Enter the skin at the site of the local skin wheal in a lateral to medial in-plane approach. Flatter needle angles will allow for better needle visualization, which will depend on the depth and location of the brachial plexus. Advance the needle in 1- to 2-cm increments, maintaining clear visualization of the needle tip at all times. This block may be performed with either an in-plane or out-of-plane approach.
Explore This IssueACEP News: Vol 31 – No 02 – February 2012
In many cases, the authors prefer an in-plane approach because the needle tip can be better visualized, allowing for more precise intraplexus injections. The needle is inserted lateral to the lateral aspect of the transducer. For a periplexus injection, the needle tip is advanced through the middle scalene muscle to the lateral border of the deepest nerve root. Local anesthetic (15-20 mL) is delivered into the potential space between the middle scalene muscle and the brachial plexus sheath (Fig. 7).
For an intraplexus injection, the needle is advanced into the brachial plexus sheath between the two most superficial nerve roots and a low-volume injection of 5-10 mL may be used. For all ultrasound-guided nerve blocks, frequent aspiration to confirm lack of vasculature puncture and visualization of the needle (including needle tip) are recommended before injection.
Finally, if anechoic fluid is not seen on the ultrasound screen (or if high injection pressures or parethesias are encountered) when injecting anesthetic, the procedure should be halted, and the visualization of the needle tip should be confirmed. Local anesthetic will track around the brachial plexus bundle, producing the classic “donut” sign.
Evaluating Block Efficacy
Successful blocks are associated with direct visualization of hypoechoic anesthetic adjacent to the brachial plexus in the interscalene groove, as well as fluid tracking in the fascial plane. Waiting at least 20 minutes before performing the motor and sensory exam of the upper extremity is recommended. Block duration should be approximately 1-3 hours, but a block occasionally lasts as long as 6 hours.
After the block is performed, the time and date of the block should be marked on the patient’s skin with a sterile marking pen (if they are being admitted) or noted in discharge paperwork. Patients should be reminded that they are at risk of injuring the affected extremity because of the anesthesia. A sling should be provided to support the arm even if not otherwise warranted by the injury. Patients should be given strict verbal and written instructions to return for persistent paresthesias, weakness, or severe pain that lasts more than 48-72 hours.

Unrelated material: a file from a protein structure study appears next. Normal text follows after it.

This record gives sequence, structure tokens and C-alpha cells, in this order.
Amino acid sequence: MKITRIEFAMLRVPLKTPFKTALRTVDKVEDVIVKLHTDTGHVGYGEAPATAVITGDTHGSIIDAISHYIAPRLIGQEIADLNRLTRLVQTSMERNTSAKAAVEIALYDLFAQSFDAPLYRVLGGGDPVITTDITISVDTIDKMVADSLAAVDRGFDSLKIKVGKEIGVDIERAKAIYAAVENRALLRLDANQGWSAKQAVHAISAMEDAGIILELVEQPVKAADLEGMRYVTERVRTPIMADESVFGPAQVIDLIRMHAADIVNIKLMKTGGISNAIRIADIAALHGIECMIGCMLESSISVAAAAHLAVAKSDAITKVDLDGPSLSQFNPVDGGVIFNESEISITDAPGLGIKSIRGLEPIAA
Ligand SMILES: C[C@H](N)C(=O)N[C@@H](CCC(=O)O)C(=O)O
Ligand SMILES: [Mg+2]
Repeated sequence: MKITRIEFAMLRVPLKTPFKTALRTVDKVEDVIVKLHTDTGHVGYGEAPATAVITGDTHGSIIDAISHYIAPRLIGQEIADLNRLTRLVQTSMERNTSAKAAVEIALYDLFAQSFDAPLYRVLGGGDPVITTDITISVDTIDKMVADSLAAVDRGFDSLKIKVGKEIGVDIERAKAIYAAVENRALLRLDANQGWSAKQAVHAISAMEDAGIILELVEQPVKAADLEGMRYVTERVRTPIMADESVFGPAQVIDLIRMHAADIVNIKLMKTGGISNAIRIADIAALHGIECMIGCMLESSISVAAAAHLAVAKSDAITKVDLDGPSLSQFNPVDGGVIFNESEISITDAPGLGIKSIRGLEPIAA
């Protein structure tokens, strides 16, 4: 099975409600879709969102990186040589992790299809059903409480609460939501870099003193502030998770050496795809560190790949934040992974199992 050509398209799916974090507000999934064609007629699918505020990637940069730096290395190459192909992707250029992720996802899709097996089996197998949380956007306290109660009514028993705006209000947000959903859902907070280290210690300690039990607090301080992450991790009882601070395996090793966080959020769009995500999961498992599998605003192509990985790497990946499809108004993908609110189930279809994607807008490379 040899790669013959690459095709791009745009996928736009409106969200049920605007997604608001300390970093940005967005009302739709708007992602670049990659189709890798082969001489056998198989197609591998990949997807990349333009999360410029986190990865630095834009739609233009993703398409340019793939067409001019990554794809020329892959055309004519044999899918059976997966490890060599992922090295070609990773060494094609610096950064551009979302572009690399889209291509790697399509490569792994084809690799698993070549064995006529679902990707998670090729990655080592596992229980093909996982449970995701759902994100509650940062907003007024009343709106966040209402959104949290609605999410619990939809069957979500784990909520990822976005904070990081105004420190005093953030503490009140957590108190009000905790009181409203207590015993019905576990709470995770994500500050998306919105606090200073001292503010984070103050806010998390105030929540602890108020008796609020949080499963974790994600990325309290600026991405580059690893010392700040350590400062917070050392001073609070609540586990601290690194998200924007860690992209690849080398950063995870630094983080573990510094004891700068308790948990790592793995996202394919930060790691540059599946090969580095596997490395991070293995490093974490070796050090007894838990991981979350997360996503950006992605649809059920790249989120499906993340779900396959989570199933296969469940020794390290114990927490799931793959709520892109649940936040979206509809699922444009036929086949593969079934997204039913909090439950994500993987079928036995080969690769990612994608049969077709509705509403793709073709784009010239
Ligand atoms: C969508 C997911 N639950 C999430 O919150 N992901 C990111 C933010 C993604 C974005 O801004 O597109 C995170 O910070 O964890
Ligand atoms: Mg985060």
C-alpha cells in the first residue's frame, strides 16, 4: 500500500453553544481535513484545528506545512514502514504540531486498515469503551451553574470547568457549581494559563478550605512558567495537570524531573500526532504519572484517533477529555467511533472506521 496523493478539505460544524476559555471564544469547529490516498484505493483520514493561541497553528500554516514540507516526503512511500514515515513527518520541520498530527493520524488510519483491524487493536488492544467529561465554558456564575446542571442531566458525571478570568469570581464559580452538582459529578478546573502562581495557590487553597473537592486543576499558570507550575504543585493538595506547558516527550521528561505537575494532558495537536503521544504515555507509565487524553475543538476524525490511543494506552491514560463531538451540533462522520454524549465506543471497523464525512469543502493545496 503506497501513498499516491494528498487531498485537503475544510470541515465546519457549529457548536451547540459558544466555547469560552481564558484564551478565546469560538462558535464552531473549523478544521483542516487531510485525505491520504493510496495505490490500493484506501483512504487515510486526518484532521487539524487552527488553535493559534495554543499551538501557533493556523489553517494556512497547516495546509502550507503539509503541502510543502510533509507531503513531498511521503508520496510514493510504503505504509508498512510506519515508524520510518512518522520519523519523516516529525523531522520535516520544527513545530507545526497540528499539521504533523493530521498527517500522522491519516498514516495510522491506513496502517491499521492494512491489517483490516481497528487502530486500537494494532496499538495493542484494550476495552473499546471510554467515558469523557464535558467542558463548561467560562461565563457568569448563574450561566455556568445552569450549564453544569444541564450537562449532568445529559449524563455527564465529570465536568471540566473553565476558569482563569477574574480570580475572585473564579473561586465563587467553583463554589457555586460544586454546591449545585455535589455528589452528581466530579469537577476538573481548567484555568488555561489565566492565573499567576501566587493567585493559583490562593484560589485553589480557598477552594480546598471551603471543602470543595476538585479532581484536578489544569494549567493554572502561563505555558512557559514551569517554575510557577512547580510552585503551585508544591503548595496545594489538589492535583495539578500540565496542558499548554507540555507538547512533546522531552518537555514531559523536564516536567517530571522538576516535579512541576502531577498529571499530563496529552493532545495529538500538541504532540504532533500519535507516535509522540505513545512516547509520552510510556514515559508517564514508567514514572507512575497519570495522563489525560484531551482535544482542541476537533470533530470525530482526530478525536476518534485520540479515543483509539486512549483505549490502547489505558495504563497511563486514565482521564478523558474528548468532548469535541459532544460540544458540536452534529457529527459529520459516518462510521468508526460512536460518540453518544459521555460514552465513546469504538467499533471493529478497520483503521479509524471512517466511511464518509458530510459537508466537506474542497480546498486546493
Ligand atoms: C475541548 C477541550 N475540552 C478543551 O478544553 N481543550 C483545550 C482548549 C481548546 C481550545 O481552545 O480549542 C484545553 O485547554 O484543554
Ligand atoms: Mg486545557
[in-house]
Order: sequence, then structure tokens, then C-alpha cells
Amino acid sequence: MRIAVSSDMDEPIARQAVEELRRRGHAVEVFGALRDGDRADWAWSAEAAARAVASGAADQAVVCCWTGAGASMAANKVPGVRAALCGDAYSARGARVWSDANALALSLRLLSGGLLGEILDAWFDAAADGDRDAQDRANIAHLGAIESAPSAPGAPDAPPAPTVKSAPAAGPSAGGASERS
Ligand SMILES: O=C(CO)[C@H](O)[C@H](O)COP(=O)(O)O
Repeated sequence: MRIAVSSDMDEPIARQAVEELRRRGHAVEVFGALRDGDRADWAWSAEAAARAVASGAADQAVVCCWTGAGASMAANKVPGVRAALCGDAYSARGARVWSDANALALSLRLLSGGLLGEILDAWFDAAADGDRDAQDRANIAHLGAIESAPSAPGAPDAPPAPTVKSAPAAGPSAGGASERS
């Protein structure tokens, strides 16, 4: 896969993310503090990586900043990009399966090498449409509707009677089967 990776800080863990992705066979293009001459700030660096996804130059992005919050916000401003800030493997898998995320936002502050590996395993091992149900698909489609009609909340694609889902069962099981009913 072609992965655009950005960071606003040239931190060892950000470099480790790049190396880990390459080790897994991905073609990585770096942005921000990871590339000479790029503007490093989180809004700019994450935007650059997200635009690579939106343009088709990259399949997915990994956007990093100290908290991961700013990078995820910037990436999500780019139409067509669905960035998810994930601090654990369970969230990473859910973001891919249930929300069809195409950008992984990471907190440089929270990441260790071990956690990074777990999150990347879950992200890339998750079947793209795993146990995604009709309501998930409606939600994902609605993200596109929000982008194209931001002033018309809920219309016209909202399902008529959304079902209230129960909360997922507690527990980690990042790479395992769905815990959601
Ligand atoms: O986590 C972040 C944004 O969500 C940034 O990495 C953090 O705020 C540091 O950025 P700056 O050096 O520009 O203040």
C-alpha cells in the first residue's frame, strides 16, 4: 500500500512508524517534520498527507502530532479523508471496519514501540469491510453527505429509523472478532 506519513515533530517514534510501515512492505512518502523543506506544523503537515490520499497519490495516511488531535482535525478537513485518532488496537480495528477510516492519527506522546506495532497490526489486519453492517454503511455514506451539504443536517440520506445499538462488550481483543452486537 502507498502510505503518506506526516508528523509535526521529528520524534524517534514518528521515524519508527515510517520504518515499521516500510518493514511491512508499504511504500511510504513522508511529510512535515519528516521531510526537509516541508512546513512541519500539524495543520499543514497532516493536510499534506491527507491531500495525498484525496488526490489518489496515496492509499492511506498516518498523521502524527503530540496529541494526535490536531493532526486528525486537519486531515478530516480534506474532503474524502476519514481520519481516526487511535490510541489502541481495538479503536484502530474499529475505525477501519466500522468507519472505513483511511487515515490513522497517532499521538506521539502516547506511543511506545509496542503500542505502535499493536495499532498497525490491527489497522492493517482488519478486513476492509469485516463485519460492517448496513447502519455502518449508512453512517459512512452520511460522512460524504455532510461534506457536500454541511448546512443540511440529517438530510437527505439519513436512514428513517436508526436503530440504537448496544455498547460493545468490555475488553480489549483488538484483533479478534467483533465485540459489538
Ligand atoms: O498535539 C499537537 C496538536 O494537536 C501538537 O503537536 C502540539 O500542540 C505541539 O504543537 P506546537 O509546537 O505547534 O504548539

The interscalene approach to the brachial plexus block provides effective anesthesia for painful traumatic and infectious conditions of the upper extremity. Ultrasound guidance allows the emergency physician to perform this block safely. The interscalene brachial plexus is identified between the scalene muscles at the level of the larynx, or followed up from the supraclavicular location, where the plexus is more unified. Local anesthetic is delivered via the periplexus or intraplexus approach, with the needle visualized in-plane. The patient’s neurologic exam should be recorded before and after the block, and appropriate aftercare and return precautions given.
- Blaivas M, Adhikari S, Lander L. A prospective comparison of procedural sedation and ultrasound-guided interscalene nerve block for shoulder reduction in the emergency department. Acad. Emerg. Med. 2011;18(9):922-7.
- Stone MB, Wang R, Price DD. Ultrasound-guided supraclavicular brachial plexus nerve block vs procedural sedation for the treatment of upper extremity emergencies. Am. J. Emerg. Med. 2008;26(6):706-10.
- Kapral S, Greher M, Huber G, et al. Ultrasonographic guidance improves the success rate of interscalene brachial plexus blockade. Reg. Anesth. Pain Med. 2008;33(3):253-8.
- Urmey WF, Talts KH, Sharrock NE. One hundred percent incidence of hemidiaphragmatic paresis associated with interscalene brachial plexus anesthesia as diagnosed by ultrasonography. Anesth. Analg. 1991;72(4):498-503.
- Riazi S, Carmichael N, Awad I, Holtby RM, McCartney CJL. Effect of local anaesthetic volume (20 vs 5 ml) on the efficacy and respiratory consequences of ultrasound-guided interscalene brachial plexus block. Br. J. Anaesth. 2008;101(4):549-56.
- Marhofer P, Harrop-Griffiths W, Willschke H, Kirchmair L. Fifteen years of ultrasound guidance in regional anaesthesia, Part 2: Recent developments in block techniques. Br. J. Anaesth. 2010;104(6):673-83.